HTML tools for linux
mdeggers at earthlink.net
Sun Aug 8 19:18:03 UTC 2004
There are several tools available for creating web pages. Here are some
(in no particular order). These are ones that I've tried, and the notes
reflect my opinions.
1. OpenOffice HTML Writer - http://www.openoffice.org
This creates HTML 4.0 transitional code with all upper-case tags. There
are wizards that help you along. I didn't see any facility for creating
divisions (layout is based on tables), and the CSS information appears
to be embedded. I don't know how difficult it would be to extract the
CSS and save it as a separate file.
I didn't find the program very intuitive for web building even though I
use OpenOffice almost exclusively for my office suite.
2. Nvu - http://www.nvu.com
This is a freely available web authoring environment that claims to
(eventually) take on Dreamweaver and FrontPage. Right now it's at
version 0.3. It's based on the Mozilla engine.
Nvu seems to have a nice set of bells and whistles. It creates HTML
4.01 transitional code. It has a separate CSS editor, so it should be
possible to extract inline styles and create a separate stylesheet. It
also has a site manager, but I've not used that.
My major issue with Nvu is how it handles divisions. I do not
understand how to place multiple divisions on a a page, see all of them,
and create the page layout I want. As with all other WYSIWYG editors,
the resulting divisions are pixel-based and do not help you create web
pages that display gracefully at different screen resolutions.
3. Mozilla Composer - http://www.mozilla.org
This is basically the same as Nvu without some of the eye candy. I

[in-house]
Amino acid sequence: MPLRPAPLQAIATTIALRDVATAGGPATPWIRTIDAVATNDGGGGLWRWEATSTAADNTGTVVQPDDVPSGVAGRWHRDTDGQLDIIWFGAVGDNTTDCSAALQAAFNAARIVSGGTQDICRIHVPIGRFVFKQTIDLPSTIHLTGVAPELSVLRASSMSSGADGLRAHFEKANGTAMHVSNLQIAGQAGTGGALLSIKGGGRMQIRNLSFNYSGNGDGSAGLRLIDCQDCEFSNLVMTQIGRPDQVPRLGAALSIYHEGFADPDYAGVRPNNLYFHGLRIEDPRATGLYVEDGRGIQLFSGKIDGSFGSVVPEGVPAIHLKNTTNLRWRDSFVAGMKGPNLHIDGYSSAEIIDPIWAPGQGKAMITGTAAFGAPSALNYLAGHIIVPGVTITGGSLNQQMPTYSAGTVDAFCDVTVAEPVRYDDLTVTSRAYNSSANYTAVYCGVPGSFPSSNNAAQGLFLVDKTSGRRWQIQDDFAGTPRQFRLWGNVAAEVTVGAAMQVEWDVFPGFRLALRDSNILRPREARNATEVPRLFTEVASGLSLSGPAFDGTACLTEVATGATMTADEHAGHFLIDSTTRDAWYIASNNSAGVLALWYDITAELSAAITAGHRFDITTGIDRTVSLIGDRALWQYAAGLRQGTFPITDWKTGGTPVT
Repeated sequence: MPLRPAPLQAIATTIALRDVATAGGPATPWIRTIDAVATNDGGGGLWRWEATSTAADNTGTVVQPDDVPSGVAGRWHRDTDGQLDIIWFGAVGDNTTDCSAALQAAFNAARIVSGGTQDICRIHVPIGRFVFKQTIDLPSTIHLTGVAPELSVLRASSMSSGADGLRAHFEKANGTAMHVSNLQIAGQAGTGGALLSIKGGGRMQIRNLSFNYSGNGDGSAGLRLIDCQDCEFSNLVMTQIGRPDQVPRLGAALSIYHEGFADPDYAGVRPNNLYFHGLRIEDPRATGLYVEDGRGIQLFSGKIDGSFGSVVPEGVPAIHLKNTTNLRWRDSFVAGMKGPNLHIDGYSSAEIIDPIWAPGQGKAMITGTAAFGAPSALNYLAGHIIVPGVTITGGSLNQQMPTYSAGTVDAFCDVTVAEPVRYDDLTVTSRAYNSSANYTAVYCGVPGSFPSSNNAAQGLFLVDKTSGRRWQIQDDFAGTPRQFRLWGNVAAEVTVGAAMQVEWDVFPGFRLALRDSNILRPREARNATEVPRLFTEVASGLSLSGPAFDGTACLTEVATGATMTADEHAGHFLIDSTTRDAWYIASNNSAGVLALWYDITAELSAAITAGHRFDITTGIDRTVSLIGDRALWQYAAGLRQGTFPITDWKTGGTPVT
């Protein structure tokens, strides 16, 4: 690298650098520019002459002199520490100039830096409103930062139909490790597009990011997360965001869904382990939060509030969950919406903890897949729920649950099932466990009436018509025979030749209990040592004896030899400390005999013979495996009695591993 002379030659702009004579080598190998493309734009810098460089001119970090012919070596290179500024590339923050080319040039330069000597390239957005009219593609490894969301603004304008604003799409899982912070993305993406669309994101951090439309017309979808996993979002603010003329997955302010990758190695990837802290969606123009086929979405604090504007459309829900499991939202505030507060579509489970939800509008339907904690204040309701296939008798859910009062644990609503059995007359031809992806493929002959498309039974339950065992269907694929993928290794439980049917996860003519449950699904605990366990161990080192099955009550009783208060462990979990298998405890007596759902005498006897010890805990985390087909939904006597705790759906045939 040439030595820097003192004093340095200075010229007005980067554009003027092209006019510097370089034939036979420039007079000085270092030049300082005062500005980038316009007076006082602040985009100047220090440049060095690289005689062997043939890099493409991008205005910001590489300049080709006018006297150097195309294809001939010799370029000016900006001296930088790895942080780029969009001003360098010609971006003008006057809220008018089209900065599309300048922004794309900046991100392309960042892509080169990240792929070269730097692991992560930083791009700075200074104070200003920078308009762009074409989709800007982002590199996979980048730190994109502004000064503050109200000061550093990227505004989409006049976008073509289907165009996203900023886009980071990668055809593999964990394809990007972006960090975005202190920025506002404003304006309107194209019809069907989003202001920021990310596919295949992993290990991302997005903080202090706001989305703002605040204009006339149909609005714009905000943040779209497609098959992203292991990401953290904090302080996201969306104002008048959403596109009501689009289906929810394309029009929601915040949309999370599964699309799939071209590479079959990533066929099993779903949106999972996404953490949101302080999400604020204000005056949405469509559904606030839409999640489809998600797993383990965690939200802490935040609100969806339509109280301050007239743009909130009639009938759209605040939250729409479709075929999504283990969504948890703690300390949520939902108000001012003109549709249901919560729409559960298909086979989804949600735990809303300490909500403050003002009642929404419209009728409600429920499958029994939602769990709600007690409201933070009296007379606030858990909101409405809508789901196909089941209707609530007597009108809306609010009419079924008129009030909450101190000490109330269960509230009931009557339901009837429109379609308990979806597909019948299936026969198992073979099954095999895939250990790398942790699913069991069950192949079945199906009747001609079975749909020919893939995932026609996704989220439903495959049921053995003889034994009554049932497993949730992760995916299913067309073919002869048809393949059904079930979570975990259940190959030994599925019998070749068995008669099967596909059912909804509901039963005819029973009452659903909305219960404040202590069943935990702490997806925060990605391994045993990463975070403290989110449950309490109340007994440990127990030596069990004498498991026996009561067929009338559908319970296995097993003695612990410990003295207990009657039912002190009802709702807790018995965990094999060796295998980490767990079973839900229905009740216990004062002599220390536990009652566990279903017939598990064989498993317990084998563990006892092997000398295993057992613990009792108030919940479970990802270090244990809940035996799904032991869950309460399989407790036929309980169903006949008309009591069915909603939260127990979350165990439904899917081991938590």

didn't see a way to use WYSIWYG to create divisions, which is something
that Nvu attempts to provide.
The above three programs allow you to create web pages in a more or less
WYSIWYG environment. There are disadvantages to this, including
ugly-looking HTML, lack of liquid or plastic designs (see
http://www.alistapart.com), and transitional DTDs which will trip the
quirks mode in browsers. The quirks mode can make life very difficult
when trying to build cross-browser web sites.
The programs below are NOT WYSIWYG. I feel that they all offer a
greater degree of control than the WYSIWYG programs.
Emacs is a powerful kitchen-sink type of editor. If it can be edited, I
think Emacs has a mode for it. There is an html-helper-mode
(http://www.santafe.edu/~nelson/tools/) and a css-mode
(http://www.garshol.priv.no/download/software/css-mode/) that both work
reasonably well. Coupled with HTML Tidy (http://tidy.sourceforge.net/),
it is possible to write clean, well-formed, maintainable web pages.
Please note that emacs may take a bit of getting used to. I personally
live in Emacs except when editing small files (then it's vi), so I have
no problem with this environment.
5. Bluefish - http://bluefish.openoffice.nl/
I think that there is an rpm for this as well. This is a very flexible
editor that understands not only HTML and CSS, but php, jsp, xml,
python, perl, and a host of other formats. It has lots of menus for
code assists, has the concept of projects, and allows you to do fun
things like open multiple files recursively based on regular
I like this editor a lot, and only have a few nits to pick. Probably
the most annoying one is that even though you tell the editor to use
spaces instead of tabs, the page appears to be saved with tabs.
However, since you can use HTML Tidy from within the program, you can
clean up the code.
6. Quanta Plus - Part of KDE
Quanta looks to be very powerful, with a template engine, concept of
projects, a source view and a WYSIWYG view. However, I'm able to crash
Quanta repeatedly, and I can never get the cursor placed where I want it
to be. I may have to remove and re-install Quanta in order for it to
That being said, the WYSIWYG portion does not seem to support
divisions. However, there are a lot of menu choices for code assists,
and the templates plus snippets capability streamlines web page
1. Learn HTML
2. Learn CSS
3. Get a cross-platform web development environment.
4. Get HTML Tidy
5. View your page in multiple browers
just my two cents . . . .
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